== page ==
Those Atlas V's cost $400M@ and although they're talking about building a new, reusable system, they should have done this 10 years ago or at least 5. End of subsidy may mean the end of their monopoly and ULA should be broken up at this point.

Re: SpaceX News

Posted: Fri Mar 27, 2015 12:49 am
by 93143
GIThruster wrote:Those Atlas V's cost $400M

No they don't.

Re: SpaceX News

Posted: Fri Mar 27, 2015 1:41 am
by paperburn1
I understand that the air force got reprimanded by the pentagon for the review process used on spaceX.

Re: SpaceX News

Posted: Fri Mar 27, 2015 2:02 pm
by GIThruster
93143 wrote:
GIThruster wrote:Those Atlas V's cost $400M

No they don't.

Pretty sure that's what they charged DoD for the last contract, plus a heady subsidy. Do you recall the numbers? Ended up something like $19B for 22 launches or some such? It was way more than the $160-200M figure they've been floating around. I think the $400M figure is pretty conservative when you look at what DoD is actually spending.

What were the figures for that contract SpaceX objected to as they were not able to compete? That's the real cost, unless there are other, hidden costs like subsidies that need to be added to it.

From 2011 to 2015, DoD paid $15B for 8 launches per year, or about $330M/launch, plus the subsidy, so $400M/launch is pretty close.

http://www.defense.gov/news/newsarticle.aspx?id=128409

http://cagw.org/media/wastewatcher/gao- ... ract-plans

Re: SpaceX News

Posted: Sat Mar 28, 2015 8:45 pm
by TDPerk
paperburn1 wrote:I understand that the air force got reprimanded by the pentagon for the review process used on spaceX.


Of course, the perfumed princes in the inner ring need to have cozy chairs in boardrooms to eject into when they leave the service. SpaceX has destroyed the cost-plus business model, and SpaceX doesn't need old brass.

Re: SpaceX News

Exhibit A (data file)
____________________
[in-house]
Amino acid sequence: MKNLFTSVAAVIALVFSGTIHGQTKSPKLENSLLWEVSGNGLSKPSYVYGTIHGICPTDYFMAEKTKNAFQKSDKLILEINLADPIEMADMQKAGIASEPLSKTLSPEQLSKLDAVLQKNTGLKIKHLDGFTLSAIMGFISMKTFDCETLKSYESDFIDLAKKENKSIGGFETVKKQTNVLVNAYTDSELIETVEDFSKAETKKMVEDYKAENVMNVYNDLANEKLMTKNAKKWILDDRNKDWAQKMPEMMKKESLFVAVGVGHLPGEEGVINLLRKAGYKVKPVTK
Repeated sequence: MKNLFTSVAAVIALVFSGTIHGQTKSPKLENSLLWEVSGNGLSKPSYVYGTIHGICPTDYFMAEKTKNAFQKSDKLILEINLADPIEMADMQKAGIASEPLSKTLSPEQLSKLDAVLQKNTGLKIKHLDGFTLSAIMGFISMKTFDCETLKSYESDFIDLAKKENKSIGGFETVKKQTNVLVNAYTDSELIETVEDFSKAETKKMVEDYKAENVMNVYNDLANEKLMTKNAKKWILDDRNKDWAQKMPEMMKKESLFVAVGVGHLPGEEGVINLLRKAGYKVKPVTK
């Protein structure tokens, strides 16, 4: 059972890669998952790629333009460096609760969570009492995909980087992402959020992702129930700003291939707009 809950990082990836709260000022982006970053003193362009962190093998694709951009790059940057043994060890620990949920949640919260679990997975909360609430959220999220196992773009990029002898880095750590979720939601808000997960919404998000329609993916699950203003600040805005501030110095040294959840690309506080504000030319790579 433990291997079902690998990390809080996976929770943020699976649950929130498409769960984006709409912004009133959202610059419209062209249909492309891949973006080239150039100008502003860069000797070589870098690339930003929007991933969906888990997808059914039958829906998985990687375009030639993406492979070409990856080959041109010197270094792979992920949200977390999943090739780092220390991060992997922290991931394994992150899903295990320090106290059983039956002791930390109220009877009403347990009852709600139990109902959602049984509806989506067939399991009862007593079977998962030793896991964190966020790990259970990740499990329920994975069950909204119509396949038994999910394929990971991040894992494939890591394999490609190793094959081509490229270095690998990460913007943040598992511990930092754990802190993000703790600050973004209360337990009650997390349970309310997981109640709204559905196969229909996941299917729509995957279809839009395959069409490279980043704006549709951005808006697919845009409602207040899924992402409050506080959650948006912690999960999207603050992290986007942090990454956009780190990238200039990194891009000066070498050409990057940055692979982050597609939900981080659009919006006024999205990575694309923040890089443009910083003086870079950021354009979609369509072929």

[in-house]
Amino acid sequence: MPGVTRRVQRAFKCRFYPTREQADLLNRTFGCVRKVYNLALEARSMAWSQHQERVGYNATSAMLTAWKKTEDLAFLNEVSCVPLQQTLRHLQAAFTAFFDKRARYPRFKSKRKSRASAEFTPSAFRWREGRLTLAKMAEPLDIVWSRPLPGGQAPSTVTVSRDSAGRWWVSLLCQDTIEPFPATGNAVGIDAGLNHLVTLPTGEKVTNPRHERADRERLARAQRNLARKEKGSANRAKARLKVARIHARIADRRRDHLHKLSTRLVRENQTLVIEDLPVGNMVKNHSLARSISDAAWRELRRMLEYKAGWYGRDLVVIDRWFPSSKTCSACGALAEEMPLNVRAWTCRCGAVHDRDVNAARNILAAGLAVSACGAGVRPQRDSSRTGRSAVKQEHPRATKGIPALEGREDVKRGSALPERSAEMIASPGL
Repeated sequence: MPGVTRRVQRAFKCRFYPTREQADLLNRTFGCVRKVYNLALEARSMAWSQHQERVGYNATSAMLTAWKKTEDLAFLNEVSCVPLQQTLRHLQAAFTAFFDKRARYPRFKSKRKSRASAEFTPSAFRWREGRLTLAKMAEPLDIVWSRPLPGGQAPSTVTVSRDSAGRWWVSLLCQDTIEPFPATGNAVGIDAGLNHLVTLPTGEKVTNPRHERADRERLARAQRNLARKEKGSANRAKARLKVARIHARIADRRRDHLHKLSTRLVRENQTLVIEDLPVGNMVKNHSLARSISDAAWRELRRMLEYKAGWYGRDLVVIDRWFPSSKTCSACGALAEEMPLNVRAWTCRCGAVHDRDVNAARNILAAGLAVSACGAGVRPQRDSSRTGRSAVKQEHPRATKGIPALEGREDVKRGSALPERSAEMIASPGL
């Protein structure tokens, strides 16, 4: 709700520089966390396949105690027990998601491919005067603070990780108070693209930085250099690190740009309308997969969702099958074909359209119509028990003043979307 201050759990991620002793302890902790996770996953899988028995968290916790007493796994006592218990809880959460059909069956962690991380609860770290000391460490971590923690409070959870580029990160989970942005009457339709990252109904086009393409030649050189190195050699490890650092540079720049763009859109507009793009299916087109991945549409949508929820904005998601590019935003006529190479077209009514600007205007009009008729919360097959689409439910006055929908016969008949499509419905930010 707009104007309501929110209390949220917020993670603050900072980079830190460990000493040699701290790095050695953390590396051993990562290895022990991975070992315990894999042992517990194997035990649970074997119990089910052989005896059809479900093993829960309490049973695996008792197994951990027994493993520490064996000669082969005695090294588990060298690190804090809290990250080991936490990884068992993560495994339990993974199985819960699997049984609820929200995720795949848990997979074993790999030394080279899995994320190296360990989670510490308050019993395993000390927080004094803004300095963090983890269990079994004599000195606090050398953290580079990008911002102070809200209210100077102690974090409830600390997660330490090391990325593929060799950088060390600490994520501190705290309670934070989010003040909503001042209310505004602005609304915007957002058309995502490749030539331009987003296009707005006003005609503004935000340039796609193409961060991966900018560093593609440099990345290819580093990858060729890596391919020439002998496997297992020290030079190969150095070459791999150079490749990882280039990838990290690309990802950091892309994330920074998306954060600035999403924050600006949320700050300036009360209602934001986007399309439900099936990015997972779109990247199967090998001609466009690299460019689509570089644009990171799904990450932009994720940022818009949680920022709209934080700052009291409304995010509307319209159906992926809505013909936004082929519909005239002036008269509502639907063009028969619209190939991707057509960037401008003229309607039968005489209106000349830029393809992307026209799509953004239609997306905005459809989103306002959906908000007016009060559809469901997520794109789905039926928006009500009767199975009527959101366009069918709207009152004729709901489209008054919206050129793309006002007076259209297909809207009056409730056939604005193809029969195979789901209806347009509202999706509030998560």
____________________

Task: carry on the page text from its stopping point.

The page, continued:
Posted: Sat Mar 28, 2015 8:48 pm
by TDPerk
GIThruster wrote:From 2011 to 2015, DoD paid $15B for 8 launches per year, or about $330M/launch, plus the subsidy, so $400M/launch is pretty close.


I was dying to mention like facts but couldn't get the logon to work from my phone. For the next block buy of launches, if the subsidy is maintained, ULA will be paid $459 million per launch.

Re: SpaceX News

Posted: Mon Mar 30, 2015 2:28 am
by 93143
The block buy already covers the capability contract (the subsidy) for more launches than are supplied by the 36-core procurement.

Besides, you're forgetting a couple of things - first, we were talking about Atlas*, and Delta is more expensive; second, ULA has other customers, who pay the lower prices (NASA, for instance). Third, a non-negligible portion of the funding covers DoD/NRO-specific requirements rather than costs inherent to the LV - SpaceX has already bumped their launch price by 50% for this very reason, and at least one EELV payload expert thinks it will get worse.

* After a double-take... yeah, those aren't Atlas cores. One engine bell, AJR logo... never mind that the caption specifically states that they're for the EFT-1 DIVH...

Re: SpaceX News

Posted: Mon Apr 06, 2015 10:34 pm
by krenshala
For those not otherwise keeping track, the SpaceX CRS-6 launch is currently scheduled for 1633 eastern time on Monday, 13 April. They will be trying the barge landing again. The Universe Today article about it.